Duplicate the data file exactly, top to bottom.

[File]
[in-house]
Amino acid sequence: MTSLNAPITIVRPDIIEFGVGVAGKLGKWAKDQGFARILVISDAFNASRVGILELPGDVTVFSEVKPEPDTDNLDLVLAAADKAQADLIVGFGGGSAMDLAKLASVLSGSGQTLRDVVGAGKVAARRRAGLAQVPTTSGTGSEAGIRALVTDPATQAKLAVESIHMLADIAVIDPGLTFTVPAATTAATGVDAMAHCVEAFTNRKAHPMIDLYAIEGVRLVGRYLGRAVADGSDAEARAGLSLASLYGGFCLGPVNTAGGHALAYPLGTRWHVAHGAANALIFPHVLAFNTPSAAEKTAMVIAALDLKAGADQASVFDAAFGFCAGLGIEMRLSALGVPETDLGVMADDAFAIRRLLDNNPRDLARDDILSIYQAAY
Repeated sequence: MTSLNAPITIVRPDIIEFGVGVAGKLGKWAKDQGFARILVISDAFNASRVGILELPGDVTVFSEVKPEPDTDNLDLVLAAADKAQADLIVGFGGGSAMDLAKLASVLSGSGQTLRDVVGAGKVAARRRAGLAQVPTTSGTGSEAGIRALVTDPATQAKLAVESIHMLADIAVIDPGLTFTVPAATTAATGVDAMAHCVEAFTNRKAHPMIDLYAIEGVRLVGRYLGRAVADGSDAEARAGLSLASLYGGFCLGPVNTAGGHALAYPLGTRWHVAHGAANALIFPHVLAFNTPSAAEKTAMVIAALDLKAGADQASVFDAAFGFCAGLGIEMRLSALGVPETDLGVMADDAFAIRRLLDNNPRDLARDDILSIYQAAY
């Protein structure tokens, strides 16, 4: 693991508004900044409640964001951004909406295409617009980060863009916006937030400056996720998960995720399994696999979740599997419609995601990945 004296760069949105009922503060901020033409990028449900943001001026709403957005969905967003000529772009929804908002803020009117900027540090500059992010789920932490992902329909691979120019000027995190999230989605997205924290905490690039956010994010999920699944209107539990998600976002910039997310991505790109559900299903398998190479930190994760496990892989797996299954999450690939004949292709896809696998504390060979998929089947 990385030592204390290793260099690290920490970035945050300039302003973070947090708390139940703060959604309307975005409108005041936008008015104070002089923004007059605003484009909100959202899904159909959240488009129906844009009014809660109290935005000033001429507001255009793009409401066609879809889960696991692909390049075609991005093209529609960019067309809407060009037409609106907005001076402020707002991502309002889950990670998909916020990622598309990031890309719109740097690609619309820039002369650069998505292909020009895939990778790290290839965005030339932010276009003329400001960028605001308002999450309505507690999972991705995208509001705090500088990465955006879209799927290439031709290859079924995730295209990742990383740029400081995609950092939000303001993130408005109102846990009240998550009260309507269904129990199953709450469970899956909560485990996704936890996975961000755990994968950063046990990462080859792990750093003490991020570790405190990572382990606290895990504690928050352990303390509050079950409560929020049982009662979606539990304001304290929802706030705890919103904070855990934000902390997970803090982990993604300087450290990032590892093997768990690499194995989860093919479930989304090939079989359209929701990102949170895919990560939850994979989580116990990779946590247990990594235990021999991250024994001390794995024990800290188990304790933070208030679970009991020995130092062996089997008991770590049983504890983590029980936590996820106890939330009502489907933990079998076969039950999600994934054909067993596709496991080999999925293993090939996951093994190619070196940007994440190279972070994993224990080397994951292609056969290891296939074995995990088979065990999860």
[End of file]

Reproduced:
[in-house]
Amino acid sequence: MTSLNAPITIVRPDIIEFGVGVAGKLGKWAKDQGFARILVISDAFNASRVGILELPGDVTVFSEVKPEPDTDNLDLVLAAADKAQADLIVGFGGGSAMDLAKLASVLSGSGQTLRDVVGAGKVAARRRAGLAQVPTTSGTGSEAGIRALVTDPATQAKLAVESIHMLADIAVIDPGLTFTVPAATTAATGVDAMAHCVEAFTNRKAHPMIDLYAIEGVRLVGRYLGRAVADGSDAEARAGLSLASLYGGFCLGPVNTAGGHALAYPLGTRWHVAHGAANALIFPHVLAFNTPSAAEKTAMVIAALDLKAGADQASVFDAAFGFCAGLGIEMRLSALGVPETDLGVMADDAFAIRRLLDNNPRDLARDDILSIYQAAY
Repeated sequence: MTSLNAPITIVRPDIIEFGVGVAGKLGKWAKDQGFARILVISDAFNASRVGILELPGDVTVFSEVKPEPDTDNLDLVLAAADKAQADLIVGFGGGSAMDLAKLASVLSGSGQTLRDVVGAGKVAARRRAGLAQVPTTSGTGSEAGIRALVTDPATQAKLAVESIHMLADIAVIDPGLTFTVPAATTAATGVDAMAHCVEAFTNRKAHPMIDLYAIEGVRLVGRYLGRAVADGSDAEARAGLSLASLYGGFCLGPVNTAGGHALAYPLGTRWHVAHGAANALIFPHVLAFNTPSAAEKTAMVIAALDLKAGADQASVFDAAFGFCAGLGIEMRLSALGVPETDLGVMADDAFAIRRLLDNNPRDLARDDILSIYQAAY
């Protein structure tokens, strides 16, 4: 693991508004900044409640964001951004909406295409617009980060863009916006937030400056996720998960995720399994696999979740599997419609995601990945 004296760069949105009922503060901020033409990028449900943001001026709403957005969905967003000529772009929804908002803020009117900027540090500059992010789920932490992902329909691979120019000027995190999230989605997205924290905490690039956010994010999920699944209107539990998600976002910039997310991505790109559900299903398998190479930190994760496990892989797996299954999450690939004949292709896809696998504390060979998929089947 990385030592204390290793260099690290920490970035945050300039302003973070947090708390139940703060959604309307975005409108005041936008008015104070002089923004007059605003484009909100959202899904159909959240488009129906844009009014809660109290935005000033001429507001255009793009409401066609879809889960696991692909390049075609991005093209529609960019067309809407060009037409609106907005001076402020707002991502309002889950990670998909916020990622598309990031890309719109740097690609619309820039002369650069998505292909020009895939990778790290290839965005030339932010276009003329400001960028605001308002999450309505507690999972991705995208509001705090500088990465955006879209799927290439031709290859079924995730295209990742990383740029400081995609950092939000303001993130408005109102846990009240998550009260309507269904129990199953709450469970899956909560485990996704936890996975961000755990994968950063046990990462080859792990750093003490991020570790405190990572382990606290895990504690928050352990303390509050079950409560929020049982009662979606539990304001304290929802706030705890919103904070855990934000902390997970803090982990993604300087450290990032590892093997768990690499194995989860093919479930989304090939079989359209929701990102949170895919990560939850994979989580116990990779946590247990990594235990021999991250024994001390794995024990800290188990304790933070208030679970009991020995130092062996089997008991770590049983504890983590029980936590996820106890939330009502489907933990079998076969039950999600994934054909067993596709496991080999999925293993090939996951093994190619070196940007994440190279972070994993224990080397994951292609056969290891296939074995995990088979065990999860």